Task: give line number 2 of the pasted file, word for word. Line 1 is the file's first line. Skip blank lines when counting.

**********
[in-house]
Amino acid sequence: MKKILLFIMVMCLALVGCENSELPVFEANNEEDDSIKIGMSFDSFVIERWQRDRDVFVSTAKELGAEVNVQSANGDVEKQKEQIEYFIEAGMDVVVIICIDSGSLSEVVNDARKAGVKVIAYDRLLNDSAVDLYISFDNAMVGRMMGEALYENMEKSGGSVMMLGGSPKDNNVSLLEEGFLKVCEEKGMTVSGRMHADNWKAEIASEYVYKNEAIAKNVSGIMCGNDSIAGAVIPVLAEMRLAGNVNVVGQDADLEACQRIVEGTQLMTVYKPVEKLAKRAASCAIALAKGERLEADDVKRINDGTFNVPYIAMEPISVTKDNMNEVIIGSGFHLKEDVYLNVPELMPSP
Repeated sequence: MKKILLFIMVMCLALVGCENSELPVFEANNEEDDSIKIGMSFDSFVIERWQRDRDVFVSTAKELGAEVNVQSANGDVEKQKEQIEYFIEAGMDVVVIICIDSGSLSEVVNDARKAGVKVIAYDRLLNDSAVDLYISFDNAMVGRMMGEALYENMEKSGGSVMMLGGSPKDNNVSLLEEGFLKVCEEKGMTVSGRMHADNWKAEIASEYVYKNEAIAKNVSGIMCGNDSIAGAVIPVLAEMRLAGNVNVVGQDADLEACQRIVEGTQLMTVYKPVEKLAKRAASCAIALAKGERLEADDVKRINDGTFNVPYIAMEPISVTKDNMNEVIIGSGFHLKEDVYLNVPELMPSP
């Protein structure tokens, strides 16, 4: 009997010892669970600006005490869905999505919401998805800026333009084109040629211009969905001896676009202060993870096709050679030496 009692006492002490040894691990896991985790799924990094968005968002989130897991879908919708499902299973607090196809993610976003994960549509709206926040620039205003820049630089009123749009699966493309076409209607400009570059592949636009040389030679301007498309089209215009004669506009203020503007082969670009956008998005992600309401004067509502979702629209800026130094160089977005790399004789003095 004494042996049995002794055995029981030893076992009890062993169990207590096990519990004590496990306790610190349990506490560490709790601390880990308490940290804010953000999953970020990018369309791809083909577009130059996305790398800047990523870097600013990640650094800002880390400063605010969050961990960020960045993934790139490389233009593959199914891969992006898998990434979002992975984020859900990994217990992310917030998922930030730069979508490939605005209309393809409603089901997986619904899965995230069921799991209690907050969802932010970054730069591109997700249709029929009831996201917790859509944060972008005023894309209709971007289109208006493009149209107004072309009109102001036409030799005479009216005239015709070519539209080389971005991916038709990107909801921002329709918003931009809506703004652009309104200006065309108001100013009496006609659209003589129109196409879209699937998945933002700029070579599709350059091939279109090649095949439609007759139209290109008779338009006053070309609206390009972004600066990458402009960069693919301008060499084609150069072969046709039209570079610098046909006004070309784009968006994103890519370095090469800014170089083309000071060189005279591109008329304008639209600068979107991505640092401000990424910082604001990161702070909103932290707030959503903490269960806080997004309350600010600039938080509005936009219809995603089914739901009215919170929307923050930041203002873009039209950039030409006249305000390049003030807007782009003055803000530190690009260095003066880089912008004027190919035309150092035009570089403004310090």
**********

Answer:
Amino acid sequence: MKKILLFIMVMCLALVGCENSELPVFEANNEEDDSIKIGMSFDSFVIERWQRDRDVFVSTAKELGAEVNVQSANGDVEKQKEQIEYFIEAGMDVVVIICIDSGSLSEVVNDARKAGVKVIAYDRLLNDSAVDLYISFDNAMVGRMMGEALYENMEKSGGSVMMLGGSPKDNNVSLLEEGFLKVCEEKGMTVSGRMHADNWKAEIASEYVYKNEAIAKNVSGIMCGNDSIAGAVIPVLAEMRLAGNVNVVGQDADLEACQRIVEGTQLMTVYKPVEKLAKRAASCAIALAKGERLEADDVKRINDGTFNVPYIAMEPISVTKDNMNEVIIGSGFHLKEDVYLNVPELMPSP